You walk past the window to the store and see the perfect looking outfit. You think to yourself, "I have to buy that." You gather all the items in your size and head off to the fitting room. When you are done getting dressed and step in front of the mirror, you notice that you look no where near how the mannequin looked wearing the same exact outfit. How is this possible? Well that because it's a damn mannequin and they have no curves. They are pretty much all built the same, just a few alterations here and there for different clothing shops. The size of a mannequin in a plus size shop like Lane Bryant is about a size 12, with no extra love handles, no curves and a has regular sized cleavage area. The size of a mannequin from Charlotte Russe is about a size 2. Again no extra love handle, no curves and sorry to say smaller than average chest size. The clothes always look better on the mannequin because they don't take into account body shapes and sizes. 

Lane Bryant outfit
Outfit from Lane Bryant

Charlotte Russe outfits
Sizes vary from store to store and label to label.
I can buy the perfect pair of jeans from target in a size 14, go to Maurice's a week later, and need to buy a size 18 in jeans. Why? Did I gain a bunch of weight in that time? Sure it's possible, I'm a woman. The weight gain wouldn't be from food, it would be do to the fact we have this slightly annoying thing called a period. Our sizes can vary depending on where we are in our cycle. Alas though, that's not the main reason why the discrepancy in sizing labels. It's because clothing companies each have their own standards of measurements. Hard to understand I know. It should be the same all around. That's why a size 14 at one store is not the same as a size 14 at another store.

The way we view our body is crucial to our self esteem. We certainly don't need the fashion industry telling us we should all look the same. They should make more of an effort to understand body types and how they can play a part in raising the self esteem in women everywhere. 

What do think about my observations? Have any thing to add? Drop your thoughts in the comments section below. 

Sunday, June 11, 2017

The 4 types of attachment theories between infants and caregivers

Attachment is an emotional tie that an infant forms with a caregiver. It’s a tie that binds them together in space and endures over time. Infants show their attachment thorough proximity-seeking (such as approaching and following caregivers) and through contact-maintaining (such as touching, snuggling, and holding). Attachment needs are evident, like when a baby cries, if the caregiver closes the door when going to the bathroom (lost proximity) or fusses if a back-facing car seat prevents the baby from seeing the parent (lost contact). Infants with secure attachment feel confident and comfortable. The caregiver is a base for exploration, providing assurance, and enabling discovery.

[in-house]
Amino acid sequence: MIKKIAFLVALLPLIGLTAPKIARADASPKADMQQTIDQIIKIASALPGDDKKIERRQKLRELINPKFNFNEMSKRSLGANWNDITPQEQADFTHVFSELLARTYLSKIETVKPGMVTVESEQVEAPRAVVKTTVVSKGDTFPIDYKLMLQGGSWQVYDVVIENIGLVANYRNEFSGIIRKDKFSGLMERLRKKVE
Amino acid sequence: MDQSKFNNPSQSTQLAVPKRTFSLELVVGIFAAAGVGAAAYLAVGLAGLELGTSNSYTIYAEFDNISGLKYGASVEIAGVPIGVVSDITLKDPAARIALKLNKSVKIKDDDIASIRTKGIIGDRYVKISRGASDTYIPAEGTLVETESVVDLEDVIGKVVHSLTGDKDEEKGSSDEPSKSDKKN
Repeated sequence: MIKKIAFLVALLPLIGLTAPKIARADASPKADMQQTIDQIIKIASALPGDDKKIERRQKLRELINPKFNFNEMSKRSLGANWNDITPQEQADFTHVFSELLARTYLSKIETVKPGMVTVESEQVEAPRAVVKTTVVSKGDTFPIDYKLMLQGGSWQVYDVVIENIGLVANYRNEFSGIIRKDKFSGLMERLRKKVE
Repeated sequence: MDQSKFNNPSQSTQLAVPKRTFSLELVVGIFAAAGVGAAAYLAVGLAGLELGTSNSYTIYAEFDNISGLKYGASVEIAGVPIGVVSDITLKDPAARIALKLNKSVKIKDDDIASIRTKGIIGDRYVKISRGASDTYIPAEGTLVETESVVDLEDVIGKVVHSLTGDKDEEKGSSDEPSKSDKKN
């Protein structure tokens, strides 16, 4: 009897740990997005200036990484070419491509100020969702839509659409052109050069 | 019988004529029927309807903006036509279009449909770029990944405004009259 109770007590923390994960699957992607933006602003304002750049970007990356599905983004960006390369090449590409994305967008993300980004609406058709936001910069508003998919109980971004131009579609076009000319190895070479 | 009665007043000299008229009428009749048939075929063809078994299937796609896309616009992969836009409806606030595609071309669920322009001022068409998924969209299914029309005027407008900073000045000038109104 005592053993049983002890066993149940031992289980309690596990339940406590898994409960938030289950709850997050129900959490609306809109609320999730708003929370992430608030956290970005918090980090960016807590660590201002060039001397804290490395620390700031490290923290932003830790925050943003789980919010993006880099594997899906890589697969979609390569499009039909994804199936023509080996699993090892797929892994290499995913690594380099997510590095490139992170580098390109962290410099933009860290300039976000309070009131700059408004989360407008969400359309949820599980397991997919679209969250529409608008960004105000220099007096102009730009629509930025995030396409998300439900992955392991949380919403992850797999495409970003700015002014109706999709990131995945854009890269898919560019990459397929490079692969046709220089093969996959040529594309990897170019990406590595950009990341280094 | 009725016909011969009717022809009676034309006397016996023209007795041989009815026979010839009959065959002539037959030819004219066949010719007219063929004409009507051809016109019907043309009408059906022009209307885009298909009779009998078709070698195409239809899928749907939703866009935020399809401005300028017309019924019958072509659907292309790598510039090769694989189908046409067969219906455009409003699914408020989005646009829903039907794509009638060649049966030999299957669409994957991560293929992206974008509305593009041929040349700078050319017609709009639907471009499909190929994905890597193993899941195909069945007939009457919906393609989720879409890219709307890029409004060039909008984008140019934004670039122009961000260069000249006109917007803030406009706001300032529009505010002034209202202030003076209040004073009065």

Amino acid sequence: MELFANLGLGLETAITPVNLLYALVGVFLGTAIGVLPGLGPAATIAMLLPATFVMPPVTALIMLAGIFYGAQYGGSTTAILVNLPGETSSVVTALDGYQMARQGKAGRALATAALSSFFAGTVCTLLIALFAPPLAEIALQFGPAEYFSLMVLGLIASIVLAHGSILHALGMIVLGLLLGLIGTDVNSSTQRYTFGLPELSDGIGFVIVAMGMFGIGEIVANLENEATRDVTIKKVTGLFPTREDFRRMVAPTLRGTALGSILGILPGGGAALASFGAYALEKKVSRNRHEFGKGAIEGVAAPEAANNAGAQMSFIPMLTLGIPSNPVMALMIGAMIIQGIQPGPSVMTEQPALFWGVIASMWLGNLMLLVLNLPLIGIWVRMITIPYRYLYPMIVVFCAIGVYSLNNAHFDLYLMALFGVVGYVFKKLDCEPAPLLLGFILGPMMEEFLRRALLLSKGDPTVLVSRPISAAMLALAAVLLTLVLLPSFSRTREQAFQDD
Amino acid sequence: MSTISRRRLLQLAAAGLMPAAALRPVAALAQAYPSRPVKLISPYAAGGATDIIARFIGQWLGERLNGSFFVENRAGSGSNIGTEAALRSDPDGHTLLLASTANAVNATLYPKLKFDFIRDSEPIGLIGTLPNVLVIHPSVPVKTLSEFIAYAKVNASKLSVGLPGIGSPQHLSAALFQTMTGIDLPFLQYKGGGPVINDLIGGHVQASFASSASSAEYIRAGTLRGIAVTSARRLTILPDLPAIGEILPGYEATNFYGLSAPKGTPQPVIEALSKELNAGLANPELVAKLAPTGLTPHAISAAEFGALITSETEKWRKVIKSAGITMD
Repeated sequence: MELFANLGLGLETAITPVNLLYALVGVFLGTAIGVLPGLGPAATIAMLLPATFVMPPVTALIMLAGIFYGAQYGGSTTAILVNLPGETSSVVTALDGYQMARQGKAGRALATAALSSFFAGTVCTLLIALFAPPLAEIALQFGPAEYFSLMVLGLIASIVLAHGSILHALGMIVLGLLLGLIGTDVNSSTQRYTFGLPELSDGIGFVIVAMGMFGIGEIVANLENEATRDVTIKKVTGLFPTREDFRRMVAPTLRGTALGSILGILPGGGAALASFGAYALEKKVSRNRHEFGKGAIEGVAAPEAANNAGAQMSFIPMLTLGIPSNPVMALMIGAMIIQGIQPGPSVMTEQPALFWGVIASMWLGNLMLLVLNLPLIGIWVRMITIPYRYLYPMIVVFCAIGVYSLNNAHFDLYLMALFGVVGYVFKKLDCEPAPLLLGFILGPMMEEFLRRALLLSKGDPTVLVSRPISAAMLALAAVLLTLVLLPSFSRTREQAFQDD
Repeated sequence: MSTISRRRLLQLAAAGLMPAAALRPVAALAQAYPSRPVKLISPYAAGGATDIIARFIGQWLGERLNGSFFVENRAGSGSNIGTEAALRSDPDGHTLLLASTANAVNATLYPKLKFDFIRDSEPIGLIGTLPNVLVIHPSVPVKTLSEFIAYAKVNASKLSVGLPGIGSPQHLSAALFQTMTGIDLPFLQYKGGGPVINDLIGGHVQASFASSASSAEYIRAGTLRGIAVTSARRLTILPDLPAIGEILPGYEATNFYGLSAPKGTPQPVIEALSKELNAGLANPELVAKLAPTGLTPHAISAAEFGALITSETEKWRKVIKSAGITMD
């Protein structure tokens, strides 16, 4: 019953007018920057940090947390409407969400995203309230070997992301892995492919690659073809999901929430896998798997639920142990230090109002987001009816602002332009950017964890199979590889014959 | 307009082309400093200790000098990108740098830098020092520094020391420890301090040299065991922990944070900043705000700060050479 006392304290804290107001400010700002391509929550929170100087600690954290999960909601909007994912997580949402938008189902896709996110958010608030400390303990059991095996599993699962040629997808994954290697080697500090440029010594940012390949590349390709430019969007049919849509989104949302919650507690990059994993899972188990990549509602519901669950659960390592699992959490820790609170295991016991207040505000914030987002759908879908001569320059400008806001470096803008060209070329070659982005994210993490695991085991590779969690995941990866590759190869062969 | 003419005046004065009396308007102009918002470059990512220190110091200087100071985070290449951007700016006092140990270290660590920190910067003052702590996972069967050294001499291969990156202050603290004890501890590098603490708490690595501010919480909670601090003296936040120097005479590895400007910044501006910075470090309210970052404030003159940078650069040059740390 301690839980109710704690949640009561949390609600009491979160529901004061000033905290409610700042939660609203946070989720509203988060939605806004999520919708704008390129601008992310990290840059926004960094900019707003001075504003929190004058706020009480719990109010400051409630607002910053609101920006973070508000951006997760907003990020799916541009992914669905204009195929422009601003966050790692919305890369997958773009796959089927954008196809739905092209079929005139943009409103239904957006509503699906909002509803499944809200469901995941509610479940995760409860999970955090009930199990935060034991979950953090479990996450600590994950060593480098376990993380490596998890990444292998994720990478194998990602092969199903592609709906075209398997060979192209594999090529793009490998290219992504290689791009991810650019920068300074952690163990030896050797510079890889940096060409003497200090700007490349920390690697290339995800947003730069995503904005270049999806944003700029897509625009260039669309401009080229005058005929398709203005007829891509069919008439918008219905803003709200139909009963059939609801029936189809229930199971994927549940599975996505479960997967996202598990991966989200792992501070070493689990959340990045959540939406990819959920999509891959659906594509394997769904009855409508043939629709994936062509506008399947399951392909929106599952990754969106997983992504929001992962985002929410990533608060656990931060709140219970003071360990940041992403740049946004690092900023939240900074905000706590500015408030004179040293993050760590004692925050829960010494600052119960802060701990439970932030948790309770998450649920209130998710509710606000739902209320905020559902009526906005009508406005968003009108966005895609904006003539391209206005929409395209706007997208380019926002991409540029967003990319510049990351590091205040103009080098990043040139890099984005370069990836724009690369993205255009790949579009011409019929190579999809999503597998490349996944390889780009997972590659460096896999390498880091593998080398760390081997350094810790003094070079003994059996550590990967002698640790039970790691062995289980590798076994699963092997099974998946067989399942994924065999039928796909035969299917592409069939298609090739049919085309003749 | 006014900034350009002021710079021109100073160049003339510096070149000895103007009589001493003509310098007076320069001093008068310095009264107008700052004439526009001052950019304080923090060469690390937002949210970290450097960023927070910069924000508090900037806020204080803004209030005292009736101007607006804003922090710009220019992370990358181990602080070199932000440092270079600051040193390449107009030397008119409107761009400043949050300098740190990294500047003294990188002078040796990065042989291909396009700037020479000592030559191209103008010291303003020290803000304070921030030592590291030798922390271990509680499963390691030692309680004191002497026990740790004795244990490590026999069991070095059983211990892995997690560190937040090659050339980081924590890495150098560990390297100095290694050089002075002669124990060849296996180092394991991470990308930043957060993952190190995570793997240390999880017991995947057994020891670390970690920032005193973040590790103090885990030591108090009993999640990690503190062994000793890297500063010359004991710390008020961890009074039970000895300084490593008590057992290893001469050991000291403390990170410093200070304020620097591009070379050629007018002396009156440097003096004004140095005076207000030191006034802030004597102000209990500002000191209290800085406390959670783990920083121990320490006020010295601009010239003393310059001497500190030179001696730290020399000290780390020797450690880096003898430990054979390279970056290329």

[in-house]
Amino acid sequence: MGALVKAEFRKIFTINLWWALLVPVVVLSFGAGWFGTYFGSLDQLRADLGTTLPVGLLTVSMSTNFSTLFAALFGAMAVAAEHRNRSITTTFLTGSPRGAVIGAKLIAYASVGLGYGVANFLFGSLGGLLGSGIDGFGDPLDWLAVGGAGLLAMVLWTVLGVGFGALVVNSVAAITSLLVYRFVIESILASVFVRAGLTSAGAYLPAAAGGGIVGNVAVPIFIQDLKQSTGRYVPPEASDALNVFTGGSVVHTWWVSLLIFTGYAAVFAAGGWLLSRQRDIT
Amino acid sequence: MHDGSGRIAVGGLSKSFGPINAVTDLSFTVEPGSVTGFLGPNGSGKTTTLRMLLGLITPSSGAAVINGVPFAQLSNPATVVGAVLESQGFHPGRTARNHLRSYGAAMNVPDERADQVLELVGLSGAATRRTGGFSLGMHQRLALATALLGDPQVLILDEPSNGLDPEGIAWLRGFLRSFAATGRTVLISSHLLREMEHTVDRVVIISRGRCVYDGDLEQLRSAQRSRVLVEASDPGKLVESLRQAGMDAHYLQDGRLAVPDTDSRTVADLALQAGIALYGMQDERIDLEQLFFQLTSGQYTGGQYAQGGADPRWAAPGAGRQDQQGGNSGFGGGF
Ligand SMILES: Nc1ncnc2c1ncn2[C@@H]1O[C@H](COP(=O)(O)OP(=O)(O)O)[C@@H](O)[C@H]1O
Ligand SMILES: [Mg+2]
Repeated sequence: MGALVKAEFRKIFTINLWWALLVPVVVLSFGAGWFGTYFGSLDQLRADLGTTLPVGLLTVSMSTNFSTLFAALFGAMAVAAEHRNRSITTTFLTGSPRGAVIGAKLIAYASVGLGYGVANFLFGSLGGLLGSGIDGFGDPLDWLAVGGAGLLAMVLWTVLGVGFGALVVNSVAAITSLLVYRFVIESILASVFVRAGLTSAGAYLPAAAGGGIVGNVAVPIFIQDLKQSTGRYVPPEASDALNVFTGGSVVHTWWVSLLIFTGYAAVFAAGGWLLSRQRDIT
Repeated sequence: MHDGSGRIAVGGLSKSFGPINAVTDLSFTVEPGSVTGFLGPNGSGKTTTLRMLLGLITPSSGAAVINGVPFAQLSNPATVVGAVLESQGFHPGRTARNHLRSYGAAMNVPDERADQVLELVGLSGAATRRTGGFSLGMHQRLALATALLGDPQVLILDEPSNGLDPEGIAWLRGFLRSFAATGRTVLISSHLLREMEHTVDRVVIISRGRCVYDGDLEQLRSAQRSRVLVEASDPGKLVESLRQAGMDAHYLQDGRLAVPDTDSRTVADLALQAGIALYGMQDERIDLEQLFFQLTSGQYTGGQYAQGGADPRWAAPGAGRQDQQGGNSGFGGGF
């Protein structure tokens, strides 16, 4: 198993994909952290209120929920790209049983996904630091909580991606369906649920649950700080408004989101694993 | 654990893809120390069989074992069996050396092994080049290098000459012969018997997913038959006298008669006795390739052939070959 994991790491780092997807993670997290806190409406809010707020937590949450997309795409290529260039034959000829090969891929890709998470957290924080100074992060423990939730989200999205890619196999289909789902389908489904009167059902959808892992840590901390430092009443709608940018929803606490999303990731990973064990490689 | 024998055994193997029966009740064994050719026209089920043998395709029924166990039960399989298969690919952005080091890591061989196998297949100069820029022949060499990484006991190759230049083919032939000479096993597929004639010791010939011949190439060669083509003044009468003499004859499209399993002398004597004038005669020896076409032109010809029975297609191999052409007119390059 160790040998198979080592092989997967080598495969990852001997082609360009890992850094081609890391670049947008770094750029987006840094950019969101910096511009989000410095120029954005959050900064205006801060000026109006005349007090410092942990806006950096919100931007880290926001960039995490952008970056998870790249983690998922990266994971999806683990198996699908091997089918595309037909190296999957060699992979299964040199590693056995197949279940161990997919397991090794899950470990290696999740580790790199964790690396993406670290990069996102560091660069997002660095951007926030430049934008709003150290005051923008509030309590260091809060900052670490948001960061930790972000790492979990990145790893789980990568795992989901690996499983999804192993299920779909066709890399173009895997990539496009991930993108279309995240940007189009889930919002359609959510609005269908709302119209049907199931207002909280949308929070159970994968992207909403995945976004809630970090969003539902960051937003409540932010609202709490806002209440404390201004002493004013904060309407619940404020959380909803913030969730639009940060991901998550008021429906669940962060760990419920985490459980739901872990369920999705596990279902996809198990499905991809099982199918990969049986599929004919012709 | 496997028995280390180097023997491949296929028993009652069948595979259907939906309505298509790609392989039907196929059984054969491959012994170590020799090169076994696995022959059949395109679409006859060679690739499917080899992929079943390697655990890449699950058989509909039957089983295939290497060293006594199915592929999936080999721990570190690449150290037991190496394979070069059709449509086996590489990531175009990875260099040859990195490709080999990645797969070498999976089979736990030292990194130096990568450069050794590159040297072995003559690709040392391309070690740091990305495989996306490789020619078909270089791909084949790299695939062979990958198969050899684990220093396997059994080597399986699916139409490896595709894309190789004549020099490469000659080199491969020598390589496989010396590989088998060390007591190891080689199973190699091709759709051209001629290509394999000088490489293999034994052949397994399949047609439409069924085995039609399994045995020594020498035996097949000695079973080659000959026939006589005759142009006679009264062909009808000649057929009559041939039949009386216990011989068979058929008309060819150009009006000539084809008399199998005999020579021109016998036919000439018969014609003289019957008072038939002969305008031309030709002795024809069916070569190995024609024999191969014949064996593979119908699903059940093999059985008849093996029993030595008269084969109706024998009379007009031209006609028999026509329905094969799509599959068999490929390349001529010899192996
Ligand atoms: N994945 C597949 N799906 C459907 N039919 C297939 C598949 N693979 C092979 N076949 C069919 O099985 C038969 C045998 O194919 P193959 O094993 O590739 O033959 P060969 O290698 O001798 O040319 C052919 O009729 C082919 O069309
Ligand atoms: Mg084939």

There are four types of attachments. They are secure attachment, insecure-avoidant attachment, insecure-resistant/ambivalent attachment, and disorganized attachment.

     Secure attachment (type B) is a relationship where an infant obtains both comfort and confidence from the presence of his or her caregiver. The internal working model of these infants is likely to be one that expects that their needs will be known and met, that they will be attuned to and emotionally regulated, and that they can freely explore their environment in safety.

        Insecure-avoidant attachment (type A) is a pattern of attachment in which an infant avoids connection with the caregiver, as when the infant seems not to care about the caregiver’s presence, departure or return. The internal working model is likely, “mom does not respond to my emotions, especially when I am needy or angry, so I will shut down my needs and try to become independent.” The infants then protect themselves from this difficult situation by dissociating from contact with their normal need for connection, and repress their emotions more generally. This is a “deactivating” strategy with respect to attachment.